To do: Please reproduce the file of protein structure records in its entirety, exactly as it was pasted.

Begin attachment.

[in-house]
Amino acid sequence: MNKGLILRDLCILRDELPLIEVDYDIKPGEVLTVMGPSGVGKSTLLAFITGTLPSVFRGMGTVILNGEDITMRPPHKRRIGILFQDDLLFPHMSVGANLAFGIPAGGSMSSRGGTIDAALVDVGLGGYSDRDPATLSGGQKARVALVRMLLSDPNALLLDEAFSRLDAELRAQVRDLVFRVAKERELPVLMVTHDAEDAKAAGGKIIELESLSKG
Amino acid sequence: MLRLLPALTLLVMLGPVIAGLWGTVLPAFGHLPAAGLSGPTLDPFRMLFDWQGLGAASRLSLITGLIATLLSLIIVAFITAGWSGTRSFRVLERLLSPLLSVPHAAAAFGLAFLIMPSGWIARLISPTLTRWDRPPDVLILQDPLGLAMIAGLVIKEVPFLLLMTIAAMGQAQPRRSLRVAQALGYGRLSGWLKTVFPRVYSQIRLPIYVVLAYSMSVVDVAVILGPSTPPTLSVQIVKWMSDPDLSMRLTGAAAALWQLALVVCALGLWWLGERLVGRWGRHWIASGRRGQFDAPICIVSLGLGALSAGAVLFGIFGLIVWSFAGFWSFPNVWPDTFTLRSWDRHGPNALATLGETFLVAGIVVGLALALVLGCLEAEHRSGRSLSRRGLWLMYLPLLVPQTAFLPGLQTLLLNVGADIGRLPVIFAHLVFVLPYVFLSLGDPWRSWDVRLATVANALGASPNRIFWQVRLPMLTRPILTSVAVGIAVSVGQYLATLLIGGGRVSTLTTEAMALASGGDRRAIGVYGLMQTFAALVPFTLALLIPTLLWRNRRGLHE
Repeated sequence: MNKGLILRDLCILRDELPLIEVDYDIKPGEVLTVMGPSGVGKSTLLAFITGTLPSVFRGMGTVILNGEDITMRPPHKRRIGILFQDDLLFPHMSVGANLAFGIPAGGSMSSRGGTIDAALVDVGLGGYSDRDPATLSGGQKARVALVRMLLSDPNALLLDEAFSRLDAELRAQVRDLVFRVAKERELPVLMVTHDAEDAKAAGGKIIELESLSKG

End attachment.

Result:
[in-house]
Amino acid sequence: MNKGLILRDLCILRDELPLIEVDYDIKPGEVLTVMGPSGVGKSTLLAFITGTLPSVFRGMGTVILNGEDITMRPPHKRRIGILFQDDLLFPHMSVGANLAFGIPAGGSMSSRGGTIDAALVDVGLGGYSDRDPATLSGGQKARVALVRMLLSDPNALLLDEAFSRLDAELRAQVRDLVFRVAKERELPVLMVTHDAEDAKAAGGKIIELESLSKG
Amino acid sequence: MLRLLPALTLLVMLGPVIAGLWGTVLPAFGHLPAAGLSGPTLDPFRMLFDWQGLGAASRLSLITGLIATLLSLIIVAFITAGWSGTRSFRVLERLLSPLLSVPHAAAAFGLAFLIMPSGWIARLISPTLTRWDRPPDVLILQDPLGLAMIAGLVIKEVPFLLLMTIAAMGQAQPRRSLRVAQALGYGRLSGWLKTVFPRVYSQIRLPIYVVLAYSMSVVDVAVILGPSTPPTLSVQIVKWMSDPDLSMRLTGAAAALWQLALVVCALGLWWLGERLVGRWGRHWIASGRRGQFDAPICIVSLGLGALSAGAVLFGIFGLIVWSFAGFWSFPNVWPDTFTLRSWDRHGPNALATLGETFLVAGIVVGLALALVLGCLEAEHRSGRSLSRRGLWLMYLPLLVPQTAFLPGLQTLLLNVGADIGRLPVIFAHLVFVLPYVFLSLGDPWRSWDVRLATVANALGASPNRIFWQVRLPMLTRPILTSVAVGIAVSVGQYLATLLIGGGRVSTLTTEAMALASGGDRRAIGVYGLMQTFAALVPFTLALLIPTLLWRNRRGLHE
Repeated sequence: MNKGLILRDLCILRDELPLIEVDYDIKPGEVLTVMGPSGVGKSTLLAFITGTLPSVFRGMGTVILNGEDITMRPPHKRRIGILFQDDLLFPHMSVGANLAFGIPAGGSMSSRGGTIDAALVDVGLGGYSDRDPATLSGGQKARVALVRMLLSDPNALLLDEAFSRLDAELRAQVRDLVFRVAKERELPVLMVTHDAEDAKAAGGKIIELESLSKG